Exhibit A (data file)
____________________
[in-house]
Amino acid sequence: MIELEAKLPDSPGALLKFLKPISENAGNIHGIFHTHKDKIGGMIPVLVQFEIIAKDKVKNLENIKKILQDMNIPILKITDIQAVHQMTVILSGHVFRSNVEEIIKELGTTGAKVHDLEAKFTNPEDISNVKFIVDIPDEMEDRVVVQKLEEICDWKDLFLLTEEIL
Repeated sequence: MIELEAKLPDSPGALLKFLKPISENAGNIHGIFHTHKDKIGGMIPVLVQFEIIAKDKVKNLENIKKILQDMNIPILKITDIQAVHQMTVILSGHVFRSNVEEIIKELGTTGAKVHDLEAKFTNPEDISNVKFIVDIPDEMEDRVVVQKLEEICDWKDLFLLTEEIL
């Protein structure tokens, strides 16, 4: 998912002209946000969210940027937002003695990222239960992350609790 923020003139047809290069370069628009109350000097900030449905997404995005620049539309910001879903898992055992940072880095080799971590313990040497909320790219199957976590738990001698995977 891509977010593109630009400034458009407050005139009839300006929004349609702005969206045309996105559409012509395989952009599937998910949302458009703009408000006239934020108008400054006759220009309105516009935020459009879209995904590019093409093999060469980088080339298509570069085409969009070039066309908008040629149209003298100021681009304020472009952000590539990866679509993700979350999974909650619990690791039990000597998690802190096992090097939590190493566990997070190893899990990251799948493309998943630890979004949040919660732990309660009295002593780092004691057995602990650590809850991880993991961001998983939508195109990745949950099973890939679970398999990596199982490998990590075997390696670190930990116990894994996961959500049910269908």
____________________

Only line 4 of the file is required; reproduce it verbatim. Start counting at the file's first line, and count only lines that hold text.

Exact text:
């Protein structure tokens, strides 16, 4: 998912002209946000969210940027937002003695990222239960992350609790 923020003139047809290069370069628009109350000097900030449905997404995005620049539309910001879903898992055992940072880095080799971590313990040497909320790219199957976590738990001698995977 891509977010593109630009400034458009407050005139009839300006929004349609702005969206045309996105559409012509395989952009599937998910949302458009703009408000006239934020108008400054006759220009309105516009935020459009879209995904590019093409093999060469980088080339298509570069085409969009070039066309908008040629149209003298100021681009304020472009952000590539990866679509993700979350999974909650619990690791039990000597998690802190096992090097939590190493566990997070190893899990990251799948493309998943630890979004949040919660732990309660009295002593780092004691057995602990650590809850991880993991961001998983939508195109990745949950099973890939679970398999990596199982490998990590075997390696670190930990116990894994996961959500049910269908």